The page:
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Tabletop exhibits
In addition to exhibiting in national shows, my company plans to branch out into local and regional trade fairs with a tabletop exhibit. However, I don't know anything about these displays. When it comes to tabletops, what basic options are available?


Even if your booth space is merely the surface of a table, you can still create an effective display using a tabletop exhibit. What's more, tabletops are relatively inexpensive (about $300 to $1,500 for a bare-bones display), and given their lightweight, easily portable design, you can bring one with you practically anywhere - and spread the news of your company and its wares far beyond the confines of a typical trade show.

In addition, tabletop displays are just like traditional exhibits, in that you can accessorize them with everything from shelving and built-in flatscreen monitors to lighting and 3-D graphics. But generally speaking, basic tabletops fall into one of the following four categories.

 Pop-ups - As the name implies, a pop-up tabletop is a form of a pop-up exhibit, as it features a flexible light-weight frame typically comprising extruded aluminum, Fiberglas, or carbon composite. The frame is compressed into a relatively small area, and when prompted, it literally pops open to create a structure several times its initial size. You then apply graphics to the frame, often via hook-and-loop fasteners or magnets. Since the frame retracts back to a compact unit, it's easily transported and often fits airline requirements for carry-on baggage. The downside is that when these exhibits pop open, they often take up a considerable amount of space on the table and significantly more than the other three tabletop options mentioned here.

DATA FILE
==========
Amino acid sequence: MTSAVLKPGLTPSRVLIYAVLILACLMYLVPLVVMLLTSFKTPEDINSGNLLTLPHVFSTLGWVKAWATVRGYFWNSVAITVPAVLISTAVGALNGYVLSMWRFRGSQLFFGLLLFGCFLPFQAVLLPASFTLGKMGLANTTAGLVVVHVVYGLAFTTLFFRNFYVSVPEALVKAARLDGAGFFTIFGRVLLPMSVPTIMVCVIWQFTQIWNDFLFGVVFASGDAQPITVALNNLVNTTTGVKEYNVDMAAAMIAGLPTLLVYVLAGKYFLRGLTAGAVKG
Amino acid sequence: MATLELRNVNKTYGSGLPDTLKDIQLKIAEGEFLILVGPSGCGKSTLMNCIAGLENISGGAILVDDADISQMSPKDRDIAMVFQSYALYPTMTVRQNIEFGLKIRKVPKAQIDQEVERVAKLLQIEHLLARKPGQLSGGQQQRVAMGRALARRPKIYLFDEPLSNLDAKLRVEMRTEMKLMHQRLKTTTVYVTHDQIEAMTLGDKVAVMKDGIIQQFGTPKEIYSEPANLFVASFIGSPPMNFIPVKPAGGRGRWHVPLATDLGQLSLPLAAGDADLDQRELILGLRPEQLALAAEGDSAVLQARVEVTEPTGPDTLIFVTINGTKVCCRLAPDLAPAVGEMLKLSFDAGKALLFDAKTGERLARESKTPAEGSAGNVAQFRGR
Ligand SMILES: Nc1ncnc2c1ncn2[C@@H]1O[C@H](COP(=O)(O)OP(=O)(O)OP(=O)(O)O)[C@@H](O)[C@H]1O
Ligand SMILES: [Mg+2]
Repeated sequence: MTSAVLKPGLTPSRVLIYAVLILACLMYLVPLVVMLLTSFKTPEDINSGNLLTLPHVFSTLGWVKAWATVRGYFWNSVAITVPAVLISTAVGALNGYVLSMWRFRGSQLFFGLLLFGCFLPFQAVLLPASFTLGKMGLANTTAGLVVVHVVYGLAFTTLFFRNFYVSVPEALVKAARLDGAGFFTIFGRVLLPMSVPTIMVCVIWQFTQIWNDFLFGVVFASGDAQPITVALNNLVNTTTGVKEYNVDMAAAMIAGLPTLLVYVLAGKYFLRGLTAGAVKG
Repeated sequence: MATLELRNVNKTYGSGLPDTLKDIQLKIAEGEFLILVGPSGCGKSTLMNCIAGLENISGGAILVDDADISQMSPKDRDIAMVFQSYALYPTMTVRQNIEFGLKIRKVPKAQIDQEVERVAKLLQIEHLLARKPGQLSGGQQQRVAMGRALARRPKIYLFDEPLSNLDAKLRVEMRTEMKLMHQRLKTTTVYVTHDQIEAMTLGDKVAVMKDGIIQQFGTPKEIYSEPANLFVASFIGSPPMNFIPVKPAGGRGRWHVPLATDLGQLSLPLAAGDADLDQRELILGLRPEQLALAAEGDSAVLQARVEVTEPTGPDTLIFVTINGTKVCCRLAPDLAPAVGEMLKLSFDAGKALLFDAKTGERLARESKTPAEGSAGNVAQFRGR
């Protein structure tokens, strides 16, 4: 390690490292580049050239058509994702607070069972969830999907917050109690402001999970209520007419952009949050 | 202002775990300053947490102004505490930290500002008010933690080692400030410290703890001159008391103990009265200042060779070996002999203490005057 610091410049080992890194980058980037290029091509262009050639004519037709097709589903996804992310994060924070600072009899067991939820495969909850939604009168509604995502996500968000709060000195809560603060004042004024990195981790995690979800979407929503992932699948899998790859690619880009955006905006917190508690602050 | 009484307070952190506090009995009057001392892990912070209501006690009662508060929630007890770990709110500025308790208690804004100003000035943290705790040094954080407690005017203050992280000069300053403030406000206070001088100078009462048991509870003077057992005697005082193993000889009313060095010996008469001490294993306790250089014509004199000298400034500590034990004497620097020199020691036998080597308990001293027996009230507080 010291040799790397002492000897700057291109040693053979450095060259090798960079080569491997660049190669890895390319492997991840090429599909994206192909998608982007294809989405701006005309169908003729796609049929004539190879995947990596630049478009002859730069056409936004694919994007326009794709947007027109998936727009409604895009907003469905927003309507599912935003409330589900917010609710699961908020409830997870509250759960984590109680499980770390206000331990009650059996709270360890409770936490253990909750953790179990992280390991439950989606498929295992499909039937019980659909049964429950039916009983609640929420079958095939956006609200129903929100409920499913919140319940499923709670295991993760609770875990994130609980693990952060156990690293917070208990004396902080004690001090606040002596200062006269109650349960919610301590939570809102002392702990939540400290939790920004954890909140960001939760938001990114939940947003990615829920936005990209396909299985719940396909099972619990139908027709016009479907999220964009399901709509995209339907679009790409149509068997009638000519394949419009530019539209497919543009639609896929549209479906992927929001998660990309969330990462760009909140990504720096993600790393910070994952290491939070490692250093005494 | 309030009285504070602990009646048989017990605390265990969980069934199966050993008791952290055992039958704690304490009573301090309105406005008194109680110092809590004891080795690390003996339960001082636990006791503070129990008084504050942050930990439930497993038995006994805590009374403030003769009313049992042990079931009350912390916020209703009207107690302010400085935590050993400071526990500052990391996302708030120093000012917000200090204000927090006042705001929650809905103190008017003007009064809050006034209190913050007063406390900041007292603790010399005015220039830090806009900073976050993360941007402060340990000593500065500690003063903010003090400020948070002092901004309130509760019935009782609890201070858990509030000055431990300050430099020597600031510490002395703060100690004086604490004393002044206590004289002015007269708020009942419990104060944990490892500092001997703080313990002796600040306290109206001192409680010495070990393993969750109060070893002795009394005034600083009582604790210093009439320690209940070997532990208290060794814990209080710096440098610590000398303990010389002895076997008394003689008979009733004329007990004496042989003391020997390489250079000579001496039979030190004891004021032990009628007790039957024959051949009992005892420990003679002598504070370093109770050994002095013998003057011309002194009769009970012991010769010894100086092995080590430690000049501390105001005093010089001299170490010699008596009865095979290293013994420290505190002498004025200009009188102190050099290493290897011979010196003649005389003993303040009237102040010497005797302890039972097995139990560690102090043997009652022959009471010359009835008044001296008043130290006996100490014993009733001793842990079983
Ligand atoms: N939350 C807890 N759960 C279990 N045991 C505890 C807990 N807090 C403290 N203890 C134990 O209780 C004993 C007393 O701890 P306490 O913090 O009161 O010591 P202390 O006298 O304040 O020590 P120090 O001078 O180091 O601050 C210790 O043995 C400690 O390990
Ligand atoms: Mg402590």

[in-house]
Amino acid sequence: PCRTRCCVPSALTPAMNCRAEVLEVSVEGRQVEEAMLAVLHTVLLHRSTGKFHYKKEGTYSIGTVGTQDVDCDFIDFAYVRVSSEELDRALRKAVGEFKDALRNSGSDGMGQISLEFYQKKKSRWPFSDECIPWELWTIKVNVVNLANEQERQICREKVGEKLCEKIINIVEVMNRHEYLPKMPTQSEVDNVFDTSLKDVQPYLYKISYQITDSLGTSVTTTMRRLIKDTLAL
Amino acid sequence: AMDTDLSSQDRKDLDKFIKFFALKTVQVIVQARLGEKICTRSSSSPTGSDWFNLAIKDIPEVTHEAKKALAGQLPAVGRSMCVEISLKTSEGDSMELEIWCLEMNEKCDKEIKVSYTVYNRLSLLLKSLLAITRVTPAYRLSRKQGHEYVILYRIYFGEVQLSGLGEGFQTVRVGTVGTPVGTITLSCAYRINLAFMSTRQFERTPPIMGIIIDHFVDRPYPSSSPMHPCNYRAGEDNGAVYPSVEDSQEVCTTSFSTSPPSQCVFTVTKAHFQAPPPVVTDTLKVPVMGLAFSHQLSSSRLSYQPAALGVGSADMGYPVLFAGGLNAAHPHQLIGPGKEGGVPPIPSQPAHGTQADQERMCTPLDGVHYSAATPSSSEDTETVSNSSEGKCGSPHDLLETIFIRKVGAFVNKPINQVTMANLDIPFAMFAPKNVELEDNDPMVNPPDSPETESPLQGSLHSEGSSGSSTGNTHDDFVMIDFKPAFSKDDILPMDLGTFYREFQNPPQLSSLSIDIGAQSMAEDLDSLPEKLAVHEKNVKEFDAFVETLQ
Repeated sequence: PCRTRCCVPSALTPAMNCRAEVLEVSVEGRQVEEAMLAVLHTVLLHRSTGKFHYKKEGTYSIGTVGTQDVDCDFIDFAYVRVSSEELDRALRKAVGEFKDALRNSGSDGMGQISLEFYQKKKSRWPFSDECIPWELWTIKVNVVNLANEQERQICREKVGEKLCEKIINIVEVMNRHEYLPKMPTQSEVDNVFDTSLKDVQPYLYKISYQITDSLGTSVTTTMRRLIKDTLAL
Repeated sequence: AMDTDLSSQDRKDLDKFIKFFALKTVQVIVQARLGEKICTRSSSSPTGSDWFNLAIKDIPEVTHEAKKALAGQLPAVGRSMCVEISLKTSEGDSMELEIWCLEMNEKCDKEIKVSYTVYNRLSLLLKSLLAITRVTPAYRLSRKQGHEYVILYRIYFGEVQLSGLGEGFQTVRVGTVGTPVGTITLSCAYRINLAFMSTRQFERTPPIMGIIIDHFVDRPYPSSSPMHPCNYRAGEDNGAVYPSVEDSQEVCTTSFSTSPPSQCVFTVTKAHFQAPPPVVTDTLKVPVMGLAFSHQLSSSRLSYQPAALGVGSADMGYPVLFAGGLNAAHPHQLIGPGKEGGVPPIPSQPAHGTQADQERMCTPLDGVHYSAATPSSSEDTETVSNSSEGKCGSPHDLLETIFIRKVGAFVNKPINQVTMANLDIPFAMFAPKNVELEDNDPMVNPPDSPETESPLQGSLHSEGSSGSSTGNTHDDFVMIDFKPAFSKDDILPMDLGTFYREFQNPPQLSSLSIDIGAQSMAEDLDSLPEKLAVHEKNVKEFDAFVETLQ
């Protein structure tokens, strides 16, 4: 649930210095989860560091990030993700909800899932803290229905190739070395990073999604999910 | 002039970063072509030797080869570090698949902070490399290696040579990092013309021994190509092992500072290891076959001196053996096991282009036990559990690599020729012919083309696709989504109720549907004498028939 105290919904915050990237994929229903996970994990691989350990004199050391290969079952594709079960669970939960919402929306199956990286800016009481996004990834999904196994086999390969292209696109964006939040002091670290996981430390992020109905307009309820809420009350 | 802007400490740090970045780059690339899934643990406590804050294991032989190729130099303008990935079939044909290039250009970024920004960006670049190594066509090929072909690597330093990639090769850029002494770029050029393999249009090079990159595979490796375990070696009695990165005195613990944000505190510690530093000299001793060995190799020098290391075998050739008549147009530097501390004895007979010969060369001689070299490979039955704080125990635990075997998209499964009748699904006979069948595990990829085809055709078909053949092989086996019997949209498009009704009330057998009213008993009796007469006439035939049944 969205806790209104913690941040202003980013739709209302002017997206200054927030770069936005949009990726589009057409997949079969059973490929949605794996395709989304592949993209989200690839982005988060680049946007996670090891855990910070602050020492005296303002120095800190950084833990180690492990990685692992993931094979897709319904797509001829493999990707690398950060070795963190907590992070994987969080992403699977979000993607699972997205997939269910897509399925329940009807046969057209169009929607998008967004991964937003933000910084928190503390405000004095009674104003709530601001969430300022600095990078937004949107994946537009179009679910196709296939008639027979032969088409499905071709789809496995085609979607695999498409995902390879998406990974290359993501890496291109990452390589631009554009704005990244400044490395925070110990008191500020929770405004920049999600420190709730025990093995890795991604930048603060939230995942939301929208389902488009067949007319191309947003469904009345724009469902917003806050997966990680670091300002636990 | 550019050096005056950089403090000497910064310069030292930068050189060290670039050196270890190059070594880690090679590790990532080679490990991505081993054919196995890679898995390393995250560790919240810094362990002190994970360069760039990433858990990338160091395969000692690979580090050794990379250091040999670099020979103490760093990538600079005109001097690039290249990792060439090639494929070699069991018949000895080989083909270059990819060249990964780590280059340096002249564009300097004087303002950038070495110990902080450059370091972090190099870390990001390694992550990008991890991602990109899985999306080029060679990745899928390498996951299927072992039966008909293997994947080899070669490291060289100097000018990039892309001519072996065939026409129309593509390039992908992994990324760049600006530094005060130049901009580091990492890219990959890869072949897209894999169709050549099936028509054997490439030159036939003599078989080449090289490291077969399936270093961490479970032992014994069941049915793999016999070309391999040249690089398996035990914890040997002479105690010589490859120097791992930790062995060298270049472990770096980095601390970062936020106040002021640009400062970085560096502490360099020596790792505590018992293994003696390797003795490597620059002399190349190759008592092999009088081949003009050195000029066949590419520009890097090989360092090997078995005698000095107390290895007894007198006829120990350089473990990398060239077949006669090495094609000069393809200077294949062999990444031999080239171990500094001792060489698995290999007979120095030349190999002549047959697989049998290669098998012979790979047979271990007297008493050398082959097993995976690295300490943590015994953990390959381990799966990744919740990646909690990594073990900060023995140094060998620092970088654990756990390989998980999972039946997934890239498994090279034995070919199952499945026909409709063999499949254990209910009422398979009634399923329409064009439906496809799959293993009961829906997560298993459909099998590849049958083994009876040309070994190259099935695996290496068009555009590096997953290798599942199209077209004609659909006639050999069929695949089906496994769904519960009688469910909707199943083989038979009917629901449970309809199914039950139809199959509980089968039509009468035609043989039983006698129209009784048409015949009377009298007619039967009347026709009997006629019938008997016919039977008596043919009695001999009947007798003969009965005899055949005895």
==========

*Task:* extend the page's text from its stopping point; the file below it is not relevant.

Panel systems - A panel system usually comprises two or three fabric- or graphic-covered panels that are connected together. However, the flexible seams between the panels allow you to fold the panels inward for transport, creating a damage-resistant tabletop option. The protected interior sides of these panels, then, house your graphics, and setup involves merely opening the folded panels and positioning the system upright on a table. While a panel system is a reliable and sturdy option, it's the most traditional among the four choices, and as such it doesn't exactly scream "cutting edge" or "high tech."

 Briefcases - While a briefcase tabletop is essentially just another type of panel system, it actually folds down to the size of a briefcase - making it easy to carry onto airplanes or even fit inside suitcases, and the perfect presentation tool for both exhibitors and salespeople in the field. A briefcase-style display typically comes with an attached handle and a hard-plastic exterior that protects it during transport.

 Banner stands - Generally speaking, a traditional banner stand in and of itself doesn't make for a great tabletop display, as its vertical, columnar shape looks a little awkward alone atop a table. But combine a pair of banner stands, or use a short, wide banner stand (maybe 4-by-4 feet), and you've got a portable display with a professional feel. Also consider a double-sided banner stand, which can broadcast your messages to attendees on both sides of the table. The compact, rollable nature of banner stands means they take up very little space on your table, providing plenty of room for literature or product displays as well.

Compared to more traditional exhibits, tabletops might seem somewhat limited due to their smaller size. But as you can see, there are several display options available, making tabletops small but mighty compact marketing vehicles.

- Linda Musgrove, president, TradeShow Teacher, Aventura, FL


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